A guide on analyzing audio

To work with audio I’ve recorded, I use the free program, Audacity. The first step is to download it from https://www.audacityteam.org/download/

You will need to download and install the Nyquist plug-ins, pitch detect and measure RMS, before you begin. You can find them by Googling “Audacity Nyquist Plug-ins” and clicking on the link to the Audacity site. To install them, you go to Tools>Nyquist Plug-in Installer and selecting the files. Then go to Tools>Add/Remove Plug-ins and select all and click “Enable”.


Before you start, I suggest setting up keyboard shortcuts, by going to Edit>Preferences>Keyboard 


I usually set the following shortcuts:

Amplify – A

Noise Reduction – N

Spectral Edit Multi-tool – S

High-pass filter – H

Low-pass filter – L

Notch Filter – Shift+N

Compress – C

Pitch Detect – P

Label Audio – Shift+L

Measure RMS – M

Tempo – T


I also frequently use the built-in shortcuts:


To type in a label – Ctrl+B

To create a break in the audio, so it can be worked with in sections – Ctrl+I


Select audio


Switch to Multi-view. It is in the drop-down menu, to the left of your recording. This allows you to view the spectrogram and waveform at the same time. When you need to take a closer look at the spectrogram, you can toggle the Waveform off, in the same menu.


Under the analyze tab, measure RMS


Since the silence finder plugin has disappeared from my drives and the internet, I now use “label audio” to find silence. I tell it to label area between sounds. I specify that the silence needs to be .25 seconds and personally, I set it to label silence as “ssh”. I by searching for sounds that match the RMS level and work my way down, if I get an error message.


Optional: a high cut at 100-150 hz and a low cut at between 4000 and 6000 hz, bearing in mind that the lower you go with the low cut, the more hollow it will sound and the higher you go with the high cut, the more like you are to cut out part of the voice. 


Amplify the audio to 10 dB higher than the number which is automatically entered (which would bring the peak to 0 dB). To do that, you need to check the “allow clipping” box. If the filled in number, for example, reads 11 dB, change it to 21.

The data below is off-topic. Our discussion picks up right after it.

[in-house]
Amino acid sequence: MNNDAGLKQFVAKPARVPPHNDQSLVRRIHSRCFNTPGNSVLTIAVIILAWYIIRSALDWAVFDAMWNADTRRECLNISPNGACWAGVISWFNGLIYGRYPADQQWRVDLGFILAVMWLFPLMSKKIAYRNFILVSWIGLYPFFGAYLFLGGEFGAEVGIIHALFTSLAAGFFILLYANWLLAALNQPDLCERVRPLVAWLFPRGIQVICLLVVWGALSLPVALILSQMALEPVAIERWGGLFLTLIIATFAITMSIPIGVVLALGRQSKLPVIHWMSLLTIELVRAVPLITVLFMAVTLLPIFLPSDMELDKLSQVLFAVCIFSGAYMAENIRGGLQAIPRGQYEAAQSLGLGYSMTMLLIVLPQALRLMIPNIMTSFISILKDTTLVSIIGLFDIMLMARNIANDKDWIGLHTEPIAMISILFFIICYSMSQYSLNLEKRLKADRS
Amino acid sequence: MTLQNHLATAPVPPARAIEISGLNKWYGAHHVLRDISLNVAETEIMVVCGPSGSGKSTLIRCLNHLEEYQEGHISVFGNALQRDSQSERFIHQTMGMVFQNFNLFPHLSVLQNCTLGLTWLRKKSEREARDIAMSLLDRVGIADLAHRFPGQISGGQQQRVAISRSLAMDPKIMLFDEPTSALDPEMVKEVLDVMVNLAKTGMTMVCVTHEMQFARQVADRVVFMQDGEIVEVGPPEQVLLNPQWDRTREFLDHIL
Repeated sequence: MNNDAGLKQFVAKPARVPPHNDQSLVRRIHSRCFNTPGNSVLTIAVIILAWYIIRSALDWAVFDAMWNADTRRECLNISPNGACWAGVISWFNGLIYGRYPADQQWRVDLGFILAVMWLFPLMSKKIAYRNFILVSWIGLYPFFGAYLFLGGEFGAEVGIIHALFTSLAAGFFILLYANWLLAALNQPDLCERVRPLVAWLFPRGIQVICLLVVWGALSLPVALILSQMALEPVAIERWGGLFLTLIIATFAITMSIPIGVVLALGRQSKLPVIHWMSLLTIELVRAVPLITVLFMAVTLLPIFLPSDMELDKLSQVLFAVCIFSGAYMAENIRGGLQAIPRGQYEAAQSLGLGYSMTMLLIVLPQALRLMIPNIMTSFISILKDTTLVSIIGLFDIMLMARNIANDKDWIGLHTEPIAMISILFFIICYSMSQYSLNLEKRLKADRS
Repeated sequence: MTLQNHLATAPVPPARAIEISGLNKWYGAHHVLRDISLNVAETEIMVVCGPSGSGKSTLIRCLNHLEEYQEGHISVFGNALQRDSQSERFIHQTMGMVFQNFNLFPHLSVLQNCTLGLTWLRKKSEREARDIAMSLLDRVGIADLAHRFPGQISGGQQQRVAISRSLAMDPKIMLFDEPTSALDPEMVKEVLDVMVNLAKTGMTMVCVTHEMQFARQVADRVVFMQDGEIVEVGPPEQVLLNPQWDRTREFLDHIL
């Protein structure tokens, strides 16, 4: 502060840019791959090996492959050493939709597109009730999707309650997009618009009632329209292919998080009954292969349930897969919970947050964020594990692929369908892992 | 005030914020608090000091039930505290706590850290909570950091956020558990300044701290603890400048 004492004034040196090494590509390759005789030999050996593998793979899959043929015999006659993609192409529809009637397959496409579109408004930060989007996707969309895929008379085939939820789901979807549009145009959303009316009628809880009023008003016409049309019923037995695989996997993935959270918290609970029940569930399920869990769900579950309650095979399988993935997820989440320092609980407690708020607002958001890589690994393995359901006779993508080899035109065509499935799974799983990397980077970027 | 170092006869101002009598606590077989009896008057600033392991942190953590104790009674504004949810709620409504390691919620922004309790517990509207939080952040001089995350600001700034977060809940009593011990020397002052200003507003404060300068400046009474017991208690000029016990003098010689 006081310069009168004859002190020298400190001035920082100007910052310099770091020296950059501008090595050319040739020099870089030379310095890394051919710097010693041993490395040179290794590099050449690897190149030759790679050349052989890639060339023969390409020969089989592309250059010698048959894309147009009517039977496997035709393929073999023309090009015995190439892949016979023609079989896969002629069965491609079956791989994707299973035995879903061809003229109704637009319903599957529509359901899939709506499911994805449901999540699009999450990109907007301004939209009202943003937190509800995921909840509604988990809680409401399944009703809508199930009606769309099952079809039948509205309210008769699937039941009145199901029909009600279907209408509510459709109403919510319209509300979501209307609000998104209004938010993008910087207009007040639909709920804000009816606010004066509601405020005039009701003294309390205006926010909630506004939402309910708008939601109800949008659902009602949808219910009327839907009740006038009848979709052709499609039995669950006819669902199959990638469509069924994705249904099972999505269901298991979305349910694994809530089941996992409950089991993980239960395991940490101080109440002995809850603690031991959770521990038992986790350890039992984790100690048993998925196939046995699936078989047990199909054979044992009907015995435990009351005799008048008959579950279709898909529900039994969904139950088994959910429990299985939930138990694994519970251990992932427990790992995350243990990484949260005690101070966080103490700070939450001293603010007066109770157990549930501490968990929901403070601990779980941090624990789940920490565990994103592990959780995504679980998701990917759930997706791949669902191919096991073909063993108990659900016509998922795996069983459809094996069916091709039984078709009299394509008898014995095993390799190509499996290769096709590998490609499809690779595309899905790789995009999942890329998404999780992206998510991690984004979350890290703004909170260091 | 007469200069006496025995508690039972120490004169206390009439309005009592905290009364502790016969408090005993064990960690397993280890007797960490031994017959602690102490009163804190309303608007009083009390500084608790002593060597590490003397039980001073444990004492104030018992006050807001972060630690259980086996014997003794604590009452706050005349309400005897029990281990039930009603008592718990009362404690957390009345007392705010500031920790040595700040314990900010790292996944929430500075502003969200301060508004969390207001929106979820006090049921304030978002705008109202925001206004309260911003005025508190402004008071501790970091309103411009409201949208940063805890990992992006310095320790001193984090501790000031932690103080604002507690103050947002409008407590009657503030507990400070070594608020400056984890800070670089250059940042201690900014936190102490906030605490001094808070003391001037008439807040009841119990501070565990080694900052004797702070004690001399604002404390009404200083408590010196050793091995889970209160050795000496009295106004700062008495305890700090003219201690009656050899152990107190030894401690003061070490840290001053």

Select one of the areas of silence and open noise reduction, from the effects menu. Press “G”.


Open noise reduction again and preview what it sounds like with the default settings. You want as few artifacts as possible, so play with the level and smoothing bands. 


The more smoothing bands, the less likely there are to be artifacts (weird electronic twinkle sounds) but the more likely it is to cut out some of the voices. The lower the level, the less likely it is to cut out voices but the more likely there is to be artifacts. For silent sound, the lower you can get both sliders, the better, at least initially. Once you’ve isolated voices, you can use a higher level but try to keep the smoothing low. Always preview. Sometimes, if you’ve found an area of absolute silence, level 24, with 0 smoothing bands works amazingly. Usually, as far as level goes, I find the magic number is 3, with 3 to 9 smoothing bands.


You can check what is being cut out by changing it from “reduce” to “residue” and previewing it. Change it back to reduce before you click “OK” or you’ll only have the noises you meant to get rid of.


After noise reduction, amplify the audio to 0 dB. Listen to what you’ve got so far.


If it isn’t clear yet, I do one or both of 2 things. I either compress the audio, often with a ratio of 10:1, checking the box, “compress based on peaks” or start the process over, amplifying to 10 dB, selecting a new area of silence, opening noise reduction, pressing “G”, opening it again and reducing noise. 


If you have horizontal lines spanning your recording, at a certain frequency, you can get rid of them using the notch filter. The higher the level, the narrower the notch will be. In my case, .6 to 1 usually does the trick. My horizontal lines often appear at 800 hz, 1100 hz, 2100 hz, 3100 hz and 5100 hz. If you have such a line somewhere between 600 and 1200 hz, you want a narrow notch, because that is in the range of speech. If you can’t eyeball the frequency or you want the exact number, use pitch detect, from the analyze menu.


If you have visible artifacts, you can get rid of them by highlighting them and using the Spectral Edit Multi-tool.


After I have cleaned up the audio, I break it up into manageable sections of audio. I find areas with a similar amplitude and press Ctrl+I. Then I am able to amplify those sections more. Remember, when working in sections, you will need to select an area of silence within that section for further noise reduction.